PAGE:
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Rutledge fine with role behind Tulo

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SAN DIEGO -- It's not Josh Rutledge's fault that folks were not happy to see him at shortstop for the Rockies starting last month. But that's what happens when you're the replacement for injured National League batting leader Troy Tulowitzki.

Since July 20, the day Tulowitzki suffered a strained left hip flexor, Rutledge has started 16 of his 18 appearances. He was immediately strong offensively, but missed three games in late July with an upper respiratory infection. The six games leading up to Tuesday night's start against the Padres have been a 1-for-19 struggle. The slump has dragged his batting average for the 18 games down to .243.

There is no backup who can replace Tulowitzki, so Rutledge doesn't waste time trying to fill All-Star shoes.

"I don't really listen to that kind of stuff," said Rutledge, who overall was batting .270 with three home runs and 21 RBIs this season entering Tuesday. "I just come out here and try to help the team win. I know we've struggled but I like the effort. Sooner or later, it's got to turn. All we can do is keep playing."

Unless you're Tulowitzki or one of a few shortstops in the Majors, hitting for power isn't a job requirement at the position. For most, defense carries more weight than offense. Benefiting from being at his natural position, Rutledge is making strides as a defender in terms of positioning, understanding how his pitchers are executing and reading swings of the opponent.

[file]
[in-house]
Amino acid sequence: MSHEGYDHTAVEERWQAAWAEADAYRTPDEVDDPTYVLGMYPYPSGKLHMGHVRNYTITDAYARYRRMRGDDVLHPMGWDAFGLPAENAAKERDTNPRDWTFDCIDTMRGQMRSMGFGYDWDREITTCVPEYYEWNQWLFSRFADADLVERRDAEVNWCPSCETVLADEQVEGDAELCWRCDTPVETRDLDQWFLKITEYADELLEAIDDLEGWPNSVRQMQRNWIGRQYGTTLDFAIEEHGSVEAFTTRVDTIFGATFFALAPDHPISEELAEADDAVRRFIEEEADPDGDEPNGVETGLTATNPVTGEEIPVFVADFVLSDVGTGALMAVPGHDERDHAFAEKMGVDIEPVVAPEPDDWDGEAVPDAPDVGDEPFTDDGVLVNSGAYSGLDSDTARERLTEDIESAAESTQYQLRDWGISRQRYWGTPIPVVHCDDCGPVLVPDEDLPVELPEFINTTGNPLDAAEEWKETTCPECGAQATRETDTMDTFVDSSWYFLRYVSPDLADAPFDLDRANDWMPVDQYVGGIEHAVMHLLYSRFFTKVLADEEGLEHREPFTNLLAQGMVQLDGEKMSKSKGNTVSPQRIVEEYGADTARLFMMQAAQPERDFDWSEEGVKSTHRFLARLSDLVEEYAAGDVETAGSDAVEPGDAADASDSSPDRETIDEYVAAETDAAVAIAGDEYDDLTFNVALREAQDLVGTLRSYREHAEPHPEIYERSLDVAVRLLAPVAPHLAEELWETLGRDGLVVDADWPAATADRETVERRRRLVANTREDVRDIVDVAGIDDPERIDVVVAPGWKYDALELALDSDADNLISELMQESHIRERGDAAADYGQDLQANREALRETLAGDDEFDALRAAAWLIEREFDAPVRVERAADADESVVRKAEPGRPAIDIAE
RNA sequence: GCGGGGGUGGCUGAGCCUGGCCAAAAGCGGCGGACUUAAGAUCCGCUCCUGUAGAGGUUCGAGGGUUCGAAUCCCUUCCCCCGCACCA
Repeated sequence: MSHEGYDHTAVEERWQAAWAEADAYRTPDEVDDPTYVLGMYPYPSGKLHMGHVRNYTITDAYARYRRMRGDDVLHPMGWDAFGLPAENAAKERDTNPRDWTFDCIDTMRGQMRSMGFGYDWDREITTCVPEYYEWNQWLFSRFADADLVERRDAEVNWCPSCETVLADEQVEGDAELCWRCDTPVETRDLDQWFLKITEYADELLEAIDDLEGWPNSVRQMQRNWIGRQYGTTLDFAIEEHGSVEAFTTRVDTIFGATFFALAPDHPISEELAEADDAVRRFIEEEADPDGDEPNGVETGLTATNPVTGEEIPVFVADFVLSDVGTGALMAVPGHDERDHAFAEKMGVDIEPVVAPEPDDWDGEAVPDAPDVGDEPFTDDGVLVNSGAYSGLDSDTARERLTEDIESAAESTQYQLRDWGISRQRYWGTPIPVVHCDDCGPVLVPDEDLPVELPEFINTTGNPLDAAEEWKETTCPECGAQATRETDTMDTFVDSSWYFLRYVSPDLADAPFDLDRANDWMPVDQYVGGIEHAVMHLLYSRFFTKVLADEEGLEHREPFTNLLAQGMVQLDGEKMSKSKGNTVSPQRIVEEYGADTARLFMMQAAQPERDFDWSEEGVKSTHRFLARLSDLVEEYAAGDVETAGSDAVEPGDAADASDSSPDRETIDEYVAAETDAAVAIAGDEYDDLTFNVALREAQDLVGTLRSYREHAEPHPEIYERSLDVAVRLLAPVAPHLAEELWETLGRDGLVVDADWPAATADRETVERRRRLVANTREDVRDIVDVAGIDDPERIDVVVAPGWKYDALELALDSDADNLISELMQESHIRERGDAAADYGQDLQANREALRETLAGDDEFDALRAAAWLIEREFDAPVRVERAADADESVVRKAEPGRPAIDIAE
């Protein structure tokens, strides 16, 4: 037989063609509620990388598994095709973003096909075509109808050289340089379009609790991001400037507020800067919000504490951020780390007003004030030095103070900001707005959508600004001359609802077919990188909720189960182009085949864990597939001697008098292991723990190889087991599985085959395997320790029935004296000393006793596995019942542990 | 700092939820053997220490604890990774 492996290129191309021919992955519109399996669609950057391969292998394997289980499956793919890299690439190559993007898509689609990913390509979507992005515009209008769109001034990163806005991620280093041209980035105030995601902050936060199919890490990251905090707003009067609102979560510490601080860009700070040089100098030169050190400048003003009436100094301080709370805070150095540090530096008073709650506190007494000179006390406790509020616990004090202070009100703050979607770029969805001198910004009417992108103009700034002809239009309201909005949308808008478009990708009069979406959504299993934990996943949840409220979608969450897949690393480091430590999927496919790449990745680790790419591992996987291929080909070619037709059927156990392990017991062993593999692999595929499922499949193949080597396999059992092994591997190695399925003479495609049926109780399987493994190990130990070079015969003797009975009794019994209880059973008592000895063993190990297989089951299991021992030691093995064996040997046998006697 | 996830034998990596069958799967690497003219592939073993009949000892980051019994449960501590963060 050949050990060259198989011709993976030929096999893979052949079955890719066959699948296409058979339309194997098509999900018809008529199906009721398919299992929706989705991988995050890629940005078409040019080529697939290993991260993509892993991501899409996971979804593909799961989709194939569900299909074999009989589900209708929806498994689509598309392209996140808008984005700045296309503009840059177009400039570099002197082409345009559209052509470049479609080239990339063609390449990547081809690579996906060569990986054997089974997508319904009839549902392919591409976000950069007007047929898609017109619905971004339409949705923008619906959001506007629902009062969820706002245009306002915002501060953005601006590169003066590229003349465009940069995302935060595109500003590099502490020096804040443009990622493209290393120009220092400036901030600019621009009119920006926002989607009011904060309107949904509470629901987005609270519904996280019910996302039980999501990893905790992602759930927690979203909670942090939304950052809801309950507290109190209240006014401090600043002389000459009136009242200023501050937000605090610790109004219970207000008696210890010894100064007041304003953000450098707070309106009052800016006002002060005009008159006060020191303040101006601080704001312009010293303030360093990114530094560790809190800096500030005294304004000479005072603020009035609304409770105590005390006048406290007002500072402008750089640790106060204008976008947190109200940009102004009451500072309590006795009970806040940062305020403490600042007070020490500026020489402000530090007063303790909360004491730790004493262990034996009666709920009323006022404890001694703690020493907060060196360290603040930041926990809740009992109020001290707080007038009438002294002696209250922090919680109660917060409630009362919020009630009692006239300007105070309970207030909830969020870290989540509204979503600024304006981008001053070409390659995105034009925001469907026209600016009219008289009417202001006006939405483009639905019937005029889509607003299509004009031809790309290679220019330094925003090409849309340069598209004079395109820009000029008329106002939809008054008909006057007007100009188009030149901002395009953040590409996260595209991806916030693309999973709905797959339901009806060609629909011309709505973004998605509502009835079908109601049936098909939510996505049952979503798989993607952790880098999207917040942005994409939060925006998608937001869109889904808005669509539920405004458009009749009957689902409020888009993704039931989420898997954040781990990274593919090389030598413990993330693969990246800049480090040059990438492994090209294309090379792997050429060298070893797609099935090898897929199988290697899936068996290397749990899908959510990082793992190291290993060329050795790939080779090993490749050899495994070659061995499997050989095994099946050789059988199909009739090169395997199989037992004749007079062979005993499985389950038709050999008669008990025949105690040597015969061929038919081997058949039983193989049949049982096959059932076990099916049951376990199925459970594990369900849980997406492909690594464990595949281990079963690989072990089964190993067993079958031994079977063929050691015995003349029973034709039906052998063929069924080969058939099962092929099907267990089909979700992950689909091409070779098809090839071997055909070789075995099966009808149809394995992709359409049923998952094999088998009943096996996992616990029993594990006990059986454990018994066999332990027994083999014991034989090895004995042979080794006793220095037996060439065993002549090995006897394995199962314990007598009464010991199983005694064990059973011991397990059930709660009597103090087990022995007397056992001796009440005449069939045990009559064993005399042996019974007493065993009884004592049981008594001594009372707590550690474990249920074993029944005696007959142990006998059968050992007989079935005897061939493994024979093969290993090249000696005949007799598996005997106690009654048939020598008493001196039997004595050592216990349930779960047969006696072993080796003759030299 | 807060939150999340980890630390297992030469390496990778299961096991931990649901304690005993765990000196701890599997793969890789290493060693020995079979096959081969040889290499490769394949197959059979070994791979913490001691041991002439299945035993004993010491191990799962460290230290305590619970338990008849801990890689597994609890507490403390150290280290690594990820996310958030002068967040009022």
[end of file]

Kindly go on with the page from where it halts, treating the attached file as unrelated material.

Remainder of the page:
"You just have to develop consistency to be an everyday guy in this league and that's where 'Rut' is at right now," Rockies manager Walt Weiss said. "He's starting to be more and more consistent as a defender. He's made some great plays going to his right and throwing on the run. He's shown he can finish plays.

"You need to get to the point where you read swings, anticipate certain things in certain counts. That takes some time. I'm looking forward to getting to see him go out there on a consistent basis."

Thomas Harding is a reporter for MLB.com. Read his blog, Hardball in the Rockies, and follow him on Twitter @harding_at_mlb. This story was not subject to the approval of Major League Baseball or its clubs.

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